Elon Musk ends Twitter takeover deal

In a letter published by the American stock market policeman, the lawyers of the boss of Tesla and SpaceX ensure that Twitter has not respected its commitments. The social network immediately announced legal action to “enforce the agreement”.

Elon Musk, the boss of Tesla and SpaceX, indicated to Twitter Friday July 8 that he was ending the agreement reached with the board of directors to buy the social network because of information “false and misleading” on the business.

In a letter published by the American stock market policeman, his lawyers assure that Twitter did not respect its commitments made in the agreement, by not giving all the information requested on the number of inauthentic accounts and spam. Twitter has repeatedly said in recent weeks that the number of fake accounts on its platform is less than 5%. The multi-billionaire and his team believe that the network is lying, and that this affects the viability of his business, and therefore the value of the company.

For weeks, experts have debated whether Elon Musk was looking to withdraw his offer or renegotiate the price lower. By ending his commitment to buy Twitter, the businessman exposes himself to substantial legal proceedings. Both parties have pledged to pay severance pay of up to $1 billion in certain circumstances. The president of Twitter immediately claimed that the company was going to take legal action for “enforce the agreement” redemption. “The Twitter board is committed to completing the transaction at the price and terms agreed with Mr. Musk”assured in a tweet Bret Taylor, specifying that they were “confident” in their chance to prevail in court.

“This is a dire scenario for Twitter and its board, as the company will now have to face Musk in a lengthy court battle to salvage the deal and/or recover at least $1 billion.”, reacted analyst Dan Ives. In the letter, Elon Musk’s lawyers also discuss recent layoffs of Twitter employees and the hiring freeze. They clearly “list as many reasons as possible to avoid having to pay” the fine, commented analyst Carolina Milanesi for AFP.

On April 25, Elon Musk seemed to have won his bet, despite initial attempts by Twitter to push him away. After being gradually, and discreetly, increased in the capital of the group, he made a definitive agreement with the CA of the group to buy the social network at a price of 54.20 dollars per share, or 44 billion dollars in all. Since then, the title of Twitter has lost more than a quarter of its value. Tesla’s stock also tumbled nearly 25% over that time.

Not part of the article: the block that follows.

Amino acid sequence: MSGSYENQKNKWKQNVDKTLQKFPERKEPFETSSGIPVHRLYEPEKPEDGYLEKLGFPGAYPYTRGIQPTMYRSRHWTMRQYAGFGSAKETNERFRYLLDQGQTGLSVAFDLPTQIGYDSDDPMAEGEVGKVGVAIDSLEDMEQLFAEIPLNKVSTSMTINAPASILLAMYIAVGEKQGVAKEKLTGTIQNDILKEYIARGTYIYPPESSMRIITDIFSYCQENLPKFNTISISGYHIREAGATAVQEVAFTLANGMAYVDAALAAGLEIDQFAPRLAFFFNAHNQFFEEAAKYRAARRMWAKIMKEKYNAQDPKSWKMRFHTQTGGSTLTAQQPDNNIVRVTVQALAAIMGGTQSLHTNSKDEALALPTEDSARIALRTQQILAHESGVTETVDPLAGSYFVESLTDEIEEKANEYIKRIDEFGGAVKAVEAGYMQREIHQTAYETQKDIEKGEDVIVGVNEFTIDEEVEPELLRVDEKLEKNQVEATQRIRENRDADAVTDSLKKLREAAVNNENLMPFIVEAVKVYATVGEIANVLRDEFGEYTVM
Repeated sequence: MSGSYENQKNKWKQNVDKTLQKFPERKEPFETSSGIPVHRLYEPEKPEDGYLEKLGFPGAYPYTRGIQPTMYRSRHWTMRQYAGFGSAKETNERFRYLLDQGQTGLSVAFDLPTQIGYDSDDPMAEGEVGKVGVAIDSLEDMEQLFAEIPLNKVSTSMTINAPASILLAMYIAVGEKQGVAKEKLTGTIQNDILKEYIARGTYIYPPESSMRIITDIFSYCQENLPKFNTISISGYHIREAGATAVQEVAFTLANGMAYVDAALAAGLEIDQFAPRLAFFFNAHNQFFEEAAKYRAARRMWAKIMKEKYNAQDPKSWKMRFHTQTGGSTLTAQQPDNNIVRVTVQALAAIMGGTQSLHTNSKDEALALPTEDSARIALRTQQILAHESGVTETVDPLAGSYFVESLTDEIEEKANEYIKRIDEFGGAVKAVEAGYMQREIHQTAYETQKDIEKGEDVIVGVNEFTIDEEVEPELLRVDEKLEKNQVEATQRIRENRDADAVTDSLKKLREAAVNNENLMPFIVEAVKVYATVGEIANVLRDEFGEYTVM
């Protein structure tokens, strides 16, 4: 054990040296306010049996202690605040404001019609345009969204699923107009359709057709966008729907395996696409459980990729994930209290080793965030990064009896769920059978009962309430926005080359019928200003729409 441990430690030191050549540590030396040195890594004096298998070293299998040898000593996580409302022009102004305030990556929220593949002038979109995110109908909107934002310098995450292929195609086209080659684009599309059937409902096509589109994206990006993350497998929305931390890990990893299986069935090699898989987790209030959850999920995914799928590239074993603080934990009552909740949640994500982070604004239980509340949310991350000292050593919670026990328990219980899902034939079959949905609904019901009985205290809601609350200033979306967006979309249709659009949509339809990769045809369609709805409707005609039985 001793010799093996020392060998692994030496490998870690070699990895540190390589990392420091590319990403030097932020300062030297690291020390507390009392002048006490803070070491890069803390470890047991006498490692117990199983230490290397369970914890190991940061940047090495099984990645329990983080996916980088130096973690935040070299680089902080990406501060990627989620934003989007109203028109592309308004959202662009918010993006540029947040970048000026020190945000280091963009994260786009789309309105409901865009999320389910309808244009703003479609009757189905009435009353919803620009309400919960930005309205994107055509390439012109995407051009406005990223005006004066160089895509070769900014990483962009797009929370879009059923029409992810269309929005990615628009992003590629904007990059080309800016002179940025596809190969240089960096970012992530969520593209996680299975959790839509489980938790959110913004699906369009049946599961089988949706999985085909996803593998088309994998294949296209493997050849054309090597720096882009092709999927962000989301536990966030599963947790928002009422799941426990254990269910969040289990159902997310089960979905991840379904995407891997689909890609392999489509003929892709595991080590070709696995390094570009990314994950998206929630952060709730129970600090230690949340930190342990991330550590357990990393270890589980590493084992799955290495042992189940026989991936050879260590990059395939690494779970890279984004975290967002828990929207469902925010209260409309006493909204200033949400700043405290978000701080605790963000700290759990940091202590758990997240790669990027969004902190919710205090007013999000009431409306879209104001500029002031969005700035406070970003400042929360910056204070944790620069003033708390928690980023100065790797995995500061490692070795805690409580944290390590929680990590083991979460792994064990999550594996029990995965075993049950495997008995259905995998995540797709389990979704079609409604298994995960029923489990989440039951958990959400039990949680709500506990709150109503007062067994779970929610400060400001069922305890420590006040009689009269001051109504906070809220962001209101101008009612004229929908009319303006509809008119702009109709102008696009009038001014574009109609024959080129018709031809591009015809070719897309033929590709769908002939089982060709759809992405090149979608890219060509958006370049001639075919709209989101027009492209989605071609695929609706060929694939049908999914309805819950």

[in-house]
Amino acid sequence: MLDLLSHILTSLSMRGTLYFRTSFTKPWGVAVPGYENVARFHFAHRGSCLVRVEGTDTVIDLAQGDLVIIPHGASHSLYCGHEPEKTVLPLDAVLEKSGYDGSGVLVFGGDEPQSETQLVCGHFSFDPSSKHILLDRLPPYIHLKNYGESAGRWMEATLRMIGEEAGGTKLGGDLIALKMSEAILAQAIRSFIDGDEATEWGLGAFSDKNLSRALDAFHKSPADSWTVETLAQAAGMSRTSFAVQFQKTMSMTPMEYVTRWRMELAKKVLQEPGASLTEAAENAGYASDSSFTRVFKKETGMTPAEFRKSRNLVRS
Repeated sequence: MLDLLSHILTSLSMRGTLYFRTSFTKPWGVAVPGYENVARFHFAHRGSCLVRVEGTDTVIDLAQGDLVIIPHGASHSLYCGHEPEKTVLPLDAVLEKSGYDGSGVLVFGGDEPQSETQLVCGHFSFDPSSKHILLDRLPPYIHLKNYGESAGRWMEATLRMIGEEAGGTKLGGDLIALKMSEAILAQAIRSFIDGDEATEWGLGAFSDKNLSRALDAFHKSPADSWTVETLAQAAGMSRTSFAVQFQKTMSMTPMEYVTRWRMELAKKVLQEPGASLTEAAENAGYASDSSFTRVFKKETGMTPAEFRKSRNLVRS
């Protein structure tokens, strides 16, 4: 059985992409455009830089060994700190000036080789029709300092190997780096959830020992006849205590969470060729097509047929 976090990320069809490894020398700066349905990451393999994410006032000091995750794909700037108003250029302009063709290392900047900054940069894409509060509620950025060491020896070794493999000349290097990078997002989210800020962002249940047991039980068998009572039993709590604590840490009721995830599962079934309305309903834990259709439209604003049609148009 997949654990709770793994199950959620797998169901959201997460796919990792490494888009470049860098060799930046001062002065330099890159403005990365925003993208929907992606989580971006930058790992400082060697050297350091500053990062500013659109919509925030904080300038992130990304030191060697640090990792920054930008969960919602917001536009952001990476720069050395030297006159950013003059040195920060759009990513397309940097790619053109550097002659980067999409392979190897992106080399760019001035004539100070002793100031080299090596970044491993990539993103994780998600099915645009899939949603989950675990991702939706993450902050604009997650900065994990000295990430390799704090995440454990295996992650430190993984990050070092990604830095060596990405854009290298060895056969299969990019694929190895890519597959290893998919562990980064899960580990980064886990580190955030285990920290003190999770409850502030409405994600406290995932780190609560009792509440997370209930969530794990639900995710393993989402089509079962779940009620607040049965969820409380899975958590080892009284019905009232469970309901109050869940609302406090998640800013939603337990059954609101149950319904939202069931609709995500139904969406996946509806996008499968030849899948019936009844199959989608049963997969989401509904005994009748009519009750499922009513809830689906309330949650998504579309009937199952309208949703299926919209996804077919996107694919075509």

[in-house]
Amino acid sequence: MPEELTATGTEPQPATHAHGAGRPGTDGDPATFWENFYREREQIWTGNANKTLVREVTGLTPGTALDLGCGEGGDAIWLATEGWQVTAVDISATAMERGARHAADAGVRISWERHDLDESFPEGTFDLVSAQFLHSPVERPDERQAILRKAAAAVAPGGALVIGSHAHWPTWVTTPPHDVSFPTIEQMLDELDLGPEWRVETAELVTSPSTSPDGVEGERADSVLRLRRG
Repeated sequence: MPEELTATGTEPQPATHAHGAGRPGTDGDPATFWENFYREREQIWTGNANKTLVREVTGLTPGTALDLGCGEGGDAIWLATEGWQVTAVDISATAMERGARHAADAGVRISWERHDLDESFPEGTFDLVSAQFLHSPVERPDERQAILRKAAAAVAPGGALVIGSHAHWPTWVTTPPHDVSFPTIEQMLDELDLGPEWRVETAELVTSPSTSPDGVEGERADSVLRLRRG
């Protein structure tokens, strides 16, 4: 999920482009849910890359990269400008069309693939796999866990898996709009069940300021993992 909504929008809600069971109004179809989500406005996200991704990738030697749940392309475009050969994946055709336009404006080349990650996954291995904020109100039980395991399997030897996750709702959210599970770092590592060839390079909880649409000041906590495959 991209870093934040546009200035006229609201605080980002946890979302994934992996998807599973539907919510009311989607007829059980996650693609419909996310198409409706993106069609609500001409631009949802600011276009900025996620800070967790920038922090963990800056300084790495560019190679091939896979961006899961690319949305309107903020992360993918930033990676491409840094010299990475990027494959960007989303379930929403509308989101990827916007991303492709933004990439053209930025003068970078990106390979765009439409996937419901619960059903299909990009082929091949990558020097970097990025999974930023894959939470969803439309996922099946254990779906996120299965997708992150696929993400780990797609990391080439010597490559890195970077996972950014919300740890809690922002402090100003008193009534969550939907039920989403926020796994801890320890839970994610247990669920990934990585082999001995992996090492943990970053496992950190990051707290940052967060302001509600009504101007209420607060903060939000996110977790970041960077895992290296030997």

On Thursday, analyst Angelo Zino of CFRA Research mentioned in a note the probable “remorse” of Elon Musk while the price initially proposed is according to the expert who has become “laughable”. The South African-born leader had secured the support of several large fortunes and investment companies to reach the total sum, and reduce the share he had to borrow from the banks. These loans had worried the market, because they were loans backed by Tesla securities.

But beyond financial considerations, the events of recent weeks have shown the gap between the businessman, Texan by adoption, and the San Francisco-based company. Elon Musk is advocating less stringent content moderation and the return of people who were banned for breaking the rules, like ex-President Donald Trump. His vision clashes with that of many Twitter employees, associations and elected Democrats, who, on the contrary, are asking social networks to better fight against hate speech, harassment and misinformation, in the interest of users and democracy. On Twitter, where he is followed by 100 million people, the fiery entrepreneur has multiplied criticism and attacks against the social network, going so far as to publicly make fun of company executives and to send a poo-shaped emoji to the boss of the platform, Parag Agrawal, during exchanges about spam.

“Twitter is in worse shape than when it all started,” notes Carolina Milanesi. “Executives have left, nothing has progressed… But the worst would be if Twitter forces the acquisition to take place”she adds. “They would end up with an owner who doesn’t want the business, and is full of resentment.”


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